Linda A Hill
Books by Linda A Hill
You never dreamed being the boss would be so hard. You're caught in a web of conflicting expectations from subordinates, your supervisor, peers, and customers. You're not alone. As Linda Hill and Kent Lineback reveal in Being the Boss, becoming an effective manager is a painful, difficult journey. It's trial and error, endless effort, and slowly acquired personal insight. Many managers never complete the journey. At best, they just learn to get by. At worst, they become terrible bosses. This new book explains how to avoid that fate, by mastering three imperatives: - Manage yourself: Learn that management isn't about getting things done yourself. It's about accomplishing things through others. - Manage a network: Understand how power and influence work in your organization and build a network of mutually beneficial relationships to navigate your company's complex political environment. - Manage a team: Forge a high-performing "we" out of all the "I"s who report to you. Packed with compelling stories and practical guidance, Being the Boss is an indispensable guide for not only first-time managers but all managers seeking to master the most daunting challenges of leadership.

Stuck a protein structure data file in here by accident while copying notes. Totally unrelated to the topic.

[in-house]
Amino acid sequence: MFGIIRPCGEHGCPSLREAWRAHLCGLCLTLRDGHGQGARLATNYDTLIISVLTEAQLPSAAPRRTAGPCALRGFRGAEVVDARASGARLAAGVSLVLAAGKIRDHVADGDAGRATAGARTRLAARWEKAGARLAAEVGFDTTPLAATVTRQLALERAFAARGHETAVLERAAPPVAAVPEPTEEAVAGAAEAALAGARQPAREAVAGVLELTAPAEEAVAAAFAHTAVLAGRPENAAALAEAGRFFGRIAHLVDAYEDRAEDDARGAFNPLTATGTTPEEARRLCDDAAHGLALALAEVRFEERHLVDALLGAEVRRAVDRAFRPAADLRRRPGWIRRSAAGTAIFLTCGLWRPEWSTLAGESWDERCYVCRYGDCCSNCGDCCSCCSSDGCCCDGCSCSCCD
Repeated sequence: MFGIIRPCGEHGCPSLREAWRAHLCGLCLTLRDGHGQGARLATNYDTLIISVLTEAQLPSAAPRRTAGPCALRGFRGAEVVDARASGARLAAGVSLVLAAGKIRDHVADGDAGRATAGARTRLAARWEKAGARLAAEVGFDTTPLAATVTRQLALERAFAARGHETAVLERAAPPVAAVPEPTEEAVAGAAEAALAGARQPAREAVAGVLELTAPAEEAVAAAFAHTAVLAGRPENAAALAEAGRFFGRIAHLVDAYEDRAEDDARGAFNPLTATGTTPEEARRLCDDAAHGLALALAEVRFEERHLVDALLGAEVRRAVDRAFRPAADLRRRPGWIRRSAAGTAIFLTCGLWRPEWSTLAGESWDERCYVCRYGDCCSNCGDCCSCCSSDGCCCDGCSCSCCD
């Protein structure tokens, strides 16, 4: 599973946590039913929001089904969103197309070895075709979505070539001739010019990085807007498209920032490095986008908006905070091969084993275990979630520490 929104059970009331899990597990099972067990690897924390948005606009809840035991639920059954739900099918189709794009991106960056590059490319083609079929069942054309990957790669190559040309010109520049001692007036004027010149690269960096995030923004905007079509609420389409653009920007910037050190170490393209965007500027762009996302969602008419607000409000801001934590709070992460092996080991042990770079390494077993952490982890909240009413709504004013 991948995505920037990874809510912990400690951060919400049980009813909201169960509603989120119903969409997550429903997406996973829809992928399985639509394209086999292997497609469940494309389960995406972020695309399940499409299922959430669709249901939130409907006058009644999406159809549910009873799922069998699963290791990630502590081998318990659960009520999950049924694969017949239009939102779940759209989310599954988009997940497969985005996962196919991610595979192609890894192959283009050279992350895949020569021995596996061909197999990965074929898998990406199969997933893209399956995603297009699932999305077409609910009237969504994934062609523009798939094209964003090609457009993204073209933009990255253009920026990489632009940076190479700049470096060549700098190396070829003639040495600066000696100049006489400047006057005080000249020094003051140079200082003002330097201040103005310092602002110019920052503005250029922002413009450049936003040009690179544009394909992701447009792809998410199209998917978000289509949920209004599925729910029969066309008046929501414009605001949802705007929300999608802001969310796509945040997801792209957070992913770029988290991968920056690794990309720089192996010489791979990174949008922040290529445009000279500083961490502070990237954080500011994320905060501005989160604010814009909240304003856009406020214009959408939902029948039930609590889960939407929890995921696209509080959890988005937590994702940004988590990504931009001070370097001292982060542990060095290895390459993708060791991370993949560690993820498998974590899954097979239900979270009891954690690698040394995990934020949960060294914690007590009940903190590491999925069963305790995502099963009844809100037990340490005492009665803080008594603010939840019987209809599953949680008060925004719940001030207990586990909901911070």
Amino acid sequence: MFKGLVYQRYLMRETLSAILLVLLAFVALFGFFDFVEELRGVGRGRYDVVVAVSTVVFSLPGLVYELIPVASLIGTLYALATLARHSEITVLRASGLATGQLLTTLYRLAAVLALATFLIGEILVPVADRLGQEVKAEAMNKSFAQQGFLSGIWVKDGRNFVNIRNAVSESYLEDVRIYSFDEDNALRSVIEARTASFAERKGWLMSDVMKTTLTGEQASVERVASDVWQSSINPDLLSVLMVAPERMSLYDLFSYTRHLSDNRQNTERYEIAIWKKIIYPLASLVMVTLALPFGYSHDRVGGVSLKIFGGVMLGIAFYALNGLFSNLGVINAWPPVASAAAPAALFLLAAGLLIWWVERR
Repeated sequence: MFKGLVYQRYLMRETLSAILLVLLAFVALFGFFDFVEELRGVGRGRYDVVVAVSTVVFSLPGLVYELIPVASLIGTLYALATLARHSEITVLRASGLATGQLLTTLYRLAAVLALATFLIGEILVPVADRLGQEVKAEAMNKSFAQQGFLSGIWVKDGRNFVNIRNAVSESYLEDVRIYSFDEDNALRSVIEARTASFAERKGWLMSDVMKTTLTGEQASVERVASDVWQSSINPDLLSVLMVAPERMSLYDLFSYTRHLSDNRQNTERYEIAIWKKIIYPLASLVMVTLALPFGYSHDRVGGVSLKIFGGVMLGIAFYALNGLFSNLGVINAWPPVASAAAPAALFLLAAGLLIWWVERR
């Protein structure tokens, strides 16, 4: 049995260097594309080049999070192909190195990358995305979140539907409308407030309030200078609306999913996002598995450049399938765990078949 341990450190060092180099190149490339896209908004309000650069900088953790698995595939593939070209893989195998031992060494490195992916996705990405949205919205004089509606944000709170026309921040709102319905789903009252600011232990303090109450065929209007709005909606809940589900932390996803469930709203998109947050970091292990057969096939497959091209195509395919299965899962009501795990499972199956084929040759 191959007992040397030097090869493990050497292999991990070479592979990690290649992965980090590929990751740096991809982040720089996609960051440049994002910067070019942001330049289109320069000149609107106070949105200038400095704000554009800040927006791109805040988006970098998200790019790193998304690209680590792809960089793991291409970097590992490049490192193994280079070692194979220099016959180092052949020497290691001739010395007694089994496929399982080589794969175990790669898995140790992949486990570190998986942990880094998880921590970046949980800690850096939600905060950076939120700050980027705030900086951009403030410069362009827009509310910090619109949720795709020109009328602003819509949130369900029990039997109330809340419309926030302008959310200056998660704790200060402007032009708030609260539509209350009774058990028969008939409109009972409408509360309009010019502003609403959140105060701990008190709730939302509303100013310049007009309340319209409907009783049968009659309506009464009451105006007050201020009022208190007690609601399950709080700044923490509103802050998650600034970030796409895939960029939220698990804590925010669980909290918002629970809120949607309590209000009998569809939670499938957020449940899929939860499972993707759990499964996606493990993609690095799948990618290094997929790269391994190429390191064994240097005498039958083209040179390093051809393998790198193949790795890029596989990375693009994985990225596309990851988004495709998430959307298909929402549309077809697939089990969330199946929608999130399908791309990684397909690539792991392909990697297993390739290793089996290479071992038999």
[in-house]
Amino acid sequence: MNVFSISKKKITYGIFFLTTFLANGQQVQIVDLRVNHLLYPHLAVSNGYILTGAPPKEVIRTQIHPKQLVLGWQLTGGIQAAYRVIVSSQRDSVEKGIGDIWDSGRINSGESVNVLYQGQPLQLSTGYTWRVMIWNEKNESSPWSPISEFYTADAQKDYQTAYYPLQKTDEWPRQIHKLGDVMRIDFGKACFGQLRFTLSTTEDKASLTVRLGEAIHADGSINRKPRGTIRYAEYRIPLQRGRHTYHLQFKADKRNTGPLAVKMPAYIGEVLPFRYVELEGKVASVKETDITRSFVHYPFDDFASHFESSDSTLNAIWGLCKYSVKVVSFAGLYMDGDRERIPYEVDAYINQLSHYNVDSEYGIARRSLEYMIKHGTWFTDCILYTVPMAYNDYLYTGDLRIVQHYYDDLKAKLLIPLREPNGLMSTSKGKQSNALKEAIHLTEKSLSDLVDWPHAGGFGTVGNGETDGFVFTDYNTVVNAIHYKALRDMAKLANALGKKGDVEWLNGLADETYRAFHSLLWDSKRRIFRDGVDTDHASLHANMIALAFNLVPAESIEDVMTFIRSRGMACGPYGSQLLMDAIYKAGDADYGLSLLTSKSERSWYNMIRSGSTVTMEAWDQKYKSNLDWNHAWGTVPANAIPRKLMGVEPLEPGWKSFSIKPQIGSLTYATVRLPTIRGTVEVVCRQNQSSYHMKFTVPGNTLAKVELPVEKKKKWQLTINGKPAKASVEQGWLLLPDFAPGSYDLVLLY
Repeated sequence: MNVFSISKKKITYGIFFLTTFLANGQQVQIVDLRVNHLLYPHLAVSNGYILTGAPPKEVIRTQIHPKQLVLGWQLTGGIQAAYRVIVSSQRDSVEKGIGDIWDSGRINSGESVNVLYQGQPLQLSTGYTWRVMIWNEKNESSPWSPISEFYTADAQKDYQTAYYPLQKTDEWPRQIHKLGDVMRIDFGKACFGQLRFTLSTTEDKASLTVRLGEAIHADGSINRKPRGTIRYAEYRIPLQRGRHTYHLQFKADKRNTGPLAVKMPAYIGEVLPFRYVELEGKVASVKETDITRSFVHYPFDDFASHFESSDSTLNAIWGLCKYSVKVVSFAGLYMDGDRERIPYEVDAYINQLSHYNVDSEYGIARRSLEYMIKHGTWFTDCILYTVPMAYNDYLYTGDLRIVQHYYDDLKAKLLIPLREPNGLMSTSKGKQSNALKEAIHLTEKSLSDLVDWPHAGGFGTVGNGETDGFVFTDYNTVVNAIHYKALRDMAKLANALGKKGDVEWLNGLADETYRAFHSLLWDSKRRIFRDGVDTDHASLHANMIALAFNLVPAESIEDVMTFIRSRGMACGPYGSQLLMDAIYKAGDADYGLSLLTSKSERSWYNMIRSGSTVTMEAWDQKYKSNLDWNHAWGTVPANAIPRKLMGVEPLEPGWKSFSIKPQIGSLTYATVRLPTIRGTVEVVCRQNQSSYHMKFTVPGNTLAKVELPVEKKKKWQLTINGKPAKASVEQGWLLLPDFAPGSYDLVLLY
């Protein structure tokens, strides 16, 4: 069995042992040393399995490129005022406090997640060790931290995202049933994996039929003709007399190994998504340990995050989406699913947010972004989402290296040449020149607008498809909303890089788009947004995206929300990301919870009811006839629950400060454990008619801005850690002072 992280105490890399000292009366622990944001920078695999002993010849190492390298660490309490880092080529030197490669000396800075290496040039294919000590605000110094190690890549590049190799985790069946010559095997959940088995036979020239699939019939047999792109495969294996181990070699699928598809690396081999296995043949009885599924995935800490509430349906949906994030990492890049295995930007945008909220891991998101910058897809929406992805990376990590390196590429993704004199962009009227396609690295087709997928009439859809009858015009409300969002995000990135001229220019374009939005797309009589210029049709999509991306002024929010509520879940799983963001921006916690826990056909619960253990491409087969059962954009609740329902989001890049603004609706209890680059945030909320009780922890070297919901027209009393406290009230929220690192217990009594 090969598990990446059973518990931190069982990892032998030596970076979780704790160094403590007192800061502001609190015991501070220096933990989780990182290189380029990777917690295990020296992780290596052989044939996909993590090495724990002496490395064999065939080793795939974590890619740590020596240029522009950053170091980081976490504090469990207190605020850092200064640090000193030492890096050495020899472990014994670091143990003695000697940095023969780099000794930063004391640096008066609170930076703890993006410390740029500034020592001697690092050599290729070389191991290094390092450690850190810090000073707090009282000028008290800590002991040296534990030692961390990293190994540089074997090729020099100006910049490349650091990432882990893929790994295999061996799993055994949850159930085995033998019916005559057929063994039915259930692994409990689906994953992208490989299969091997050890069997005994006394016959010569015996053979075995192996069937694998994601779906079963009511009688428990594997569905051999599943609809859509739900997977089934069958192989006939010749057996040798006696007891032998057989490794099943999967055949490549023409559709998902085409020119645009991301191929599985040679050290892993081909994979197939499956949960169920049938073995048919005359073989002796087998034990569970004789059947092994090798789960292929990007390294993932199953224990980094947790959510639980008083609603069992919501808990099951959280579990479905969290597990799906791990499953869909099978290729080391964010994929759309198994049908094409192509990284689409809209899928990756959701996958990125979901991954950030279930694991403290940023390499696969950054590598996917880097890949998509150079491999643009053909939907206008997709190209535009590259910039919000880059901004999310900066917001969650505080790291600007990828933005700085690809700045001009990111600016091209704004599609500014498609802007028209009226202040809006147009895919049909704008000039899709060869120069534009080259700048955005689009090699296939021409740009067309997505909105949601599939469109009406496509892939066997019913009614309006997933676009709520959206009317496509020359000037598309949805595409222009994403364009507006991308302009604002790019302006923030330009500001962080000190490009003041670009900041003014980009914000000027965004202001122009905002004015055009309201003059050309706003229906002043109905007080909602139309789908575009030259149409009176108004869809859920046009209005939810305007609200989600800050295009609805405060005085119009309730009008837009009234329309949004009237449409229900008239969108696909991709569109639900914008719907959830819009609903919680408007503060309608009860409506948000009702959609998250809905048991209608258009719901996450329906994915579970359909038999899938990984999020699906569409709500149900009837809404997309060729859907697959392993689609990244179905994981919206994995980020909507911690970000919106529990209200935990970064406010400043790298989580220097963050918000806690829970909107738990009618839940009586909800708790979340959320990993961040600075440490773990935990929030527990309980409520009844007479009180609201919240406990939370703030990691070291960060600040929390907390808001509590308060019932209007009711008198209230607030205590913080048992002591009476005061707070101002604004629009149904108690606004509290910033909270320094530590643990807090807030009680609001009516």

Why can some organizations innovate time and again, while most cannot? You might think the key to innovation is attracting exceptional creative talent. Or making the right investments. Or breaking down organizational silos. All of these things may help--but there's only one way to ensure sustained innovation: you need to lead it--and with a special kind of leadership. Collective Genius shows you how. Preeminent leadership scholar Linda Hill, along with former Pixar tech wizard Greg Brandeau, MIT researcher Emily Truelove, and Being the Boss coauthor Kent Lineback, found among leaders a widely shared, and mistaken, assumption: that a "good" leader in all other respects would also be an effective leader of innovation. The truth is, leading innovation takes a distinctive kind of leadership, one that unleashes and harnesses the "collective genius" of the people in the organization. Using vivid stories of individual leaders at companies like Volkswagen, Google, eBay, and Pfizer, as well as nonprofits and international government agencies, the authors show how successful leaders of innovation don't create a vision and try to make innovation happen themselves. Rather, they create and sustain a culture where innovation is allowed to happen again and again--an environment where people are both willing and able to do the hard work that innovative problem solving requires. Collective Genius will not only inspire you; it will give you the concrete, practical guidance you need to build innovation into the fabric of your business.